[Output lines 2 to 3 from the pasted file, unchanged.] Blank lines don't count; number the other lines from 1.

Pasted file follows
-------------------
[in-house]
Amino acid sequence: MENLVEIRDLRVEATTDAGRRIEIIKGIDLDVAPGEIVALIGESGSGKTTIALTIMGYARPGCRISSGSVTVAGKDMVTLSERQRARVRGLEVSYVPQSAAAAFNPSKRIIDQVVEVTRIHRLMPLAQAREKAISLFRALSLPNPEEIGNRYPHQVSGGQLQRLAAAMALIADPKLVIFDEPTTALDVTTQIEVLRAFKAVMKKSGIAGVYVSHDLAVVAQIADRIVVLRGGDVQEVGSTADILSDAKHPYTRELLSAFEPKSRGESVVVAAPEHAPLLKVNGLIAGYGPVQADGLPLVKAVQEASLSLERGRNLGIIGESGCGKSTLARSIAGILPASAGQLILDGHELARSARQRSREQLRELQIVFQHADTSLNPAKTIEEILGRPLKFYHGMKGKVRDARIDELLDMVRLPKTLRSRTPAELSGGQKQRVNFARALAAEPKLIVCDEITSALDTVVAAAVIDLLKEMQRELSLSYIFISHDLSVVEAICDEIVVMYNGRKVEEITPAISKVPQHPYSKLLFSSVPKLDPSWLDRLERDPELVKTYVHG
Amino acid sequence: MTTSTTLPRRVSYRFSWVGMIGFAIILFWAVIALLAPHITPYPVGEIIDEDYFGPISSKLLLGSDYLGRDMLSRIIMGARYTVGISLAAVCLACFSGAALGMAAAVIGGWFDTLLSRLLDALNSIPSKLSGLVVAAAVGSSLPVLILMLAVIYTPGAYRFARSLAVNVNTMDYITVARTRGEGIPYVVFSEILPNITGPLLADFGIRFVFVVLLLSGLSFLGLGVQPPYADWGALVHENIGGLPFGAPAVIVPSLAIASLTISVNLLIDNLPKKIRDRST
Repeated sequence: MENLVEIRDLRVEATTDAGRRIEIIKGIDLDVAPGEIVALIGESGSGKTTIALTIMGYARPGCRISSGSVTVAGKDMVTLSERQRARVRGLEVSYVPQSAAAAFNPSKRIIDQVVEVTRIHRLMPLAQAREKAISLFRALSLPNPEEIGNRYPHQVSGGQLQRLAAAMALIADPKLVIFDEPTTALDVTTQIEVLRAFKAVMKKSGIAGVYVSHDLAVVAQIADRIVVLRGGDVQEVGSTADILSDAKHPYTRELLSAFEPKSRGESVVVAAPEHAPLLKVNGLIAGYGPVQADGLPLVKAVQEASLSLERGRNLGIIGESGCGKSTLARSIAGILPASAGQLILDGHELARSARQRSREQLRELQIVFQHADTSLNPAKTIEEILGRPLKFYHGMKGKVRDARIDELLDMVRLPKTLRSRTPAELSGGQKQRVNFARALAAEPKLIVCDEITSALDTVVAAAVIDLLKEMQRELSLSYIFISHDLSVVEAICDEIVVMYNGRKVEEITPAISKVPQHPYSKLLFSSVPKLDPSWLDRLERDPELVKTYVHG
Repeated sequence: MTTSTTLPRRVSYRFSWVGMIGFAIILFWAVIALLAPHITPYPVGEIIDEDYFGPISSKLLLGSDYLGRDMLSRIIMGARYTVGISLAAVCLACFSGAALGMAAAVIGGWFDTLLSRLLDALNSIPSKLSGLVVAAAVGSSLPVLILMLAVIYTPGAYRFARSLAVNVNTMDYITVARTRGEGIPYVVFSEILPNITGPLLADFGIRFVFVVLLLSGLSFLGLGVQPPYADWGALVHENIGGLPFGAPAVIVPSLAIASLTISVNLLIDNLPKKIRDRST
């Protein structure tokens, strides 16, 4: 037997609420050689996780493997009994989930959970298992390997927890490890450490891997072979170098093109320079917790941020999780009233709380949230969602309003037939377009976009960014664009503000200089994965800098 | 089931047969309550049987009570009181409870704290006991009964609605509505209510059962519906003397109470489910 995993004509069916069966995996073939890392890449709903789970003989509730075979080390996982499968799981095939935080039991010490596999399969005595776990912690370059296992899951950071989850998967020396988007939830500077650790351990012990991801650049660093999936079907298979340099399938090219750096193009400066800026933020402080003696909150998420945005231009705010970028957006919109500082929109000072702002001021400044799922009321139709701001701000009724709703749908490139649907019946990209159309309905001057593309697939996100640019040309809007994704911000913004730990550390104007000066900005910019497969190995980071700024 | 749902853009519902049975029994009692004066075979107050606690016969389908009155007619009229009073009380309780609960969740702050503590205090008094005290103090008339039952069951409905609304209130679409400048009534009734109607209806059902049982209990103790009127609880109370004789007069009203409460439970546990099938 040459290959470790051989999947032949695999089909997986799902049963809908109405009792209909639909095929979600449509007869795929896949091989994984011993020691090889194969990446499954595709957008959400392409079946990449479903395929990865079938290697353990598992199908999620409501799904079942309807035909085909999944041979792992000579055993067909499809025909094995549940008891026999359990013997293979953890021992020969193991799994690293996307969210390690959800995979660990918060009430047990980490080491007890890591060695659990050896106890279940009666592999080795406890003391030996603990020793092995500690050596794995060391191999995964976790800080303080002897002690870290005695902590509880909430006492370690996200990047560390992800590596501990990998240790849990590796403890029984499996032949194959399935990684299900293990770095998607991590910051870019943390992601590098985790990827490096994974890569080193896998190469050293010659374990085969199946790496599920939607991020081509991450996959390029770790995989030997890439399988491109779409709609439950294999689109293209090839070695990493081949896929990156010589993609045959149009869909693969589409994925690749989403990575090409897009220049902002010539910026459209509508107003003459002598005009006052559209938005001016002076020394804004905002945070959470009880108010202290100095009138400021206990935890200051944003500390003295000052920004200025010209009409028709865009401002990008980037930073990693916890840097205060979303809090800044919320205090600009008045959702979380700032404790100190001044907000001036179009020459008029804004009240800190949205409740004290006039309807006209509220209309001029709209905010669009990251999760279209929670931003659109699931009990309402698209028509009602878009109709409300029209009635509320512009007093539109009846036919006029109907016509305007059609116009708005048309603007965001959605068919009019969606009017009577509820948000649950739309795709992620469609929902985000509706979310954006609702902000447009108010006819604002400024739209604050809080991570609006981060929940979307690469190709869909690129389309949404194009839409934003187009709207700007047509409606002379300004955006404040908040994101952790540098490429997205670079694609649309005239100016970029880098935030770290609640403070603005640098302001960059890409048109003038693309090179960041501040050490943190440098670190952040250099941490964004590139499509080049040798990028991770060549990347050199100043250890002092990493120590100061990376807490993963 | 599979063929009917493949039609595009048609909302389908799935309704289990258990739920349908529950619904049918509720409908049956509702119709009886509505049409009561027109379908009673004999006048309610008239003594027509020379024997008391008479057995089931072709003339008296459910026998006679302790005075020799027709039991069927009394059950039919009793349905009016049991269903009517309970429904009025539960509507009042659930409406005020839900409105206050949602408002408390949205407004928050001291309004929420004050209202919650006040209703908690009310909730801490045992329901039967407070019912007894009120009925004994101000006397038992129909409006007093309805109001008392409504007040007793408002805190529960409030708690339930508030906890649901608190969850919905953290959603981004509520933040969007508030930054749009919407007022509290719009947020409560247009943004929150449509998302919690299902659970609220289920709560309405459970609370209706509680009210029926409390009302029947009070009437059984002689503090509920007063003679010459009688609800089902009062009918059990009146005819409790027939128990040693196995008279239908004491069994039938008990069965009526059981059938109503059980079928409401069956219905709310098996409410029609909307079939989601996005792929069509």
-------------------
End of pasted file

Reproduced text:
Amino acid sequence: MENLVEIRDLRVEATTDAGRRIEIIKGIDLDVAPGEIVALIGESGSGKTTIALTIMGYARPGCRISSGSVTVAGKDMVTLSERQRARVRGLEVSYVPQSAAAAFNPSKRIIDQVVEVTRIHRLMPLAQAREKAISLFRALSLPNPEEIGNRYPHQVSGGQLQRLAAAMALIADPKLVIFDEPTTALDVTTQIEVLRAFKAVMKKSGIAGVYVSHDLAVVAQIADRIVVLRGGDVQEVGSTADILSDAKHPYTRELLSAFEPKSRGESVVVAAPEHAPLLKVNGLIAGYGPVQADGLPLVKAVQEASLSLERGRNLGIIGESGCGKSTLARSIAGILPASAGQLILDGHELARSARQRSREQLRELQIVFQHADTSLNPAKTIEEILGRPLKFYHGMKGKVRDARIDELLDMVRLPKTLRSRTPAELSGGQKQRVNFARALAAEPKLIVCDEITSALDTVVAAAVIDLLKEMQRELSLSYIFISHDLSVVEAICDEIVVMYNGRKVEEITPAISKVPQHPYSKLLFSSVPKLDPSWLDRLERDPELVKTYVHG
Amino acid sequence: MTTSTTLPRRVSYRFSWVGMIGFAIILFWAVIALLAPHITPYPVGEIIDEDYFGPISSKLLLGSDYLGRDMLSRIIMGARYTVGISLAAVCLACFSGAALGMAAAVIGGWFDTLLSRLLDALNSIPSKLSGLVVAAAVGSSLPVLILMLAVIYTPGAYRFARSLAVNVNTMDYITVARTRGEGIPYVVFSEILPNITGPLLADFGIRFVFVVLLLSGLSFLGLGVQPPYADWGALVHENIGGLPFGAPAVIVPSLAIASLTISVNLLIDNLPKKIRDRST